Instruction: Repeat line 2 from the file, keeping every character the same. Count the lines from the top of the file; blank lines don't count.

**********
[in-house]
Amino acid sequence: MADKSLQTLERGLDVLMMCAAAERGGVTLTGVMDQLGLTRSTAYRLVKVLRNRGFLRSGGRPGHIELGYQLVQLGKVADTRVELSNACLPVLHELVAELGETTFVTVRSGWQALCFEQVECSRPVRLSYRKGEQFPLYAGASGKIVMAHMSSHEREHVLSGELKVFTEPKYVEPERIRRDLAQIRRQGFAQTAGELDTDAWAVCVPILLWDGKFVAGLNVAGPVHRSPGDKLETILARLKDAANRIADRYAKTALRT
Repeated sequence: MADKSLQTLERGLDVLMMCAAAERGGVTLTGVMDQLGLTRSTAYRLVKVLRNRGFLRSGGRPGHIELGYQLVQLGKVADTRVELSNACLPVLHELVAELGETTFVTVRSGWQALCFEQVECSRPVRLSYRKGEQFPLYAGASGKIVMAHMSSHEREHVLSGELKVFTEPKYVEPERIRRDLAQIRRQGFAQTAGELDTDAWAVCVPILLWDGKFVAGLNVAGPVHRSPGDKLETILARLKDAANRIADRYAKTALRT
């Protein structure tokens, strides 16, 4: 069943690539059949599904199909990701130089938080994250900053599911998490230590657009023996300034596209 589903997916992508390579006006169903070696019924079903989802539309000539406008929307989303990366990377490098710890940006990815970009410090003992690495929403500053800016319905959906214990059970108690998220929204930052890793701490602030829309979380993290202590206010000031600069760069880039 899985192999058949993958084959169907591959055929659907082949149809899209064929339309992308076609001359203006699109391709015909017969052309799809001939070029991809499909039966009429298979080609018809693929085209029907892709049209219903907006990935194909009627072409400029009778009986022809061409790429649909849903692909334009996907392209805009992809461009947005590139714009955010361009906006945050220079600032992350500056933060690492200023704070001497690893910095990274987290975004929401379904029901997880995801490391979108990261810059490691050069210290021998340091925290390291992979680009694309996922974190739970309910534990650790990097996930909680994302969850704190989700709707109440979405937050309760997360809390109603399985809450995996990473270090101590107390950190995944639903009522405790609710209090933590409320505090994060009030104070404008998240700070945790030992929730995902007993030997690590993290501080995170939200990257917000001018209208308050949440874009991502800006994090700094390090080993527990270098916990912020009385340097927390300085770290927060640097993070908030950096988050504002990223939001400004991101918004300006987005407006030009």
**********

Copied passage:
Amino acid sequence: MADKSLQTLERGLDVLMMCAAAERGGVTLTGVMDQLGLTRSTAYRLVKVLRNRGFLRSGGRPGHIELGYQLVQLGKVADTRVELSNACLPVLHELVAELGETTFVTVRSGWQALCFEQVECSRPVRLSYRKGEQFPLYAGASGKIVMAHMSSHEREHVLSGELKVFTEPKYVEPERIRRDLAQIRRQGFAQTAGELDTDAWAVCVPILLWDGKFVAGLNVAGPVHRSPGDKLETILARLKDAANRIADRYAKTALRT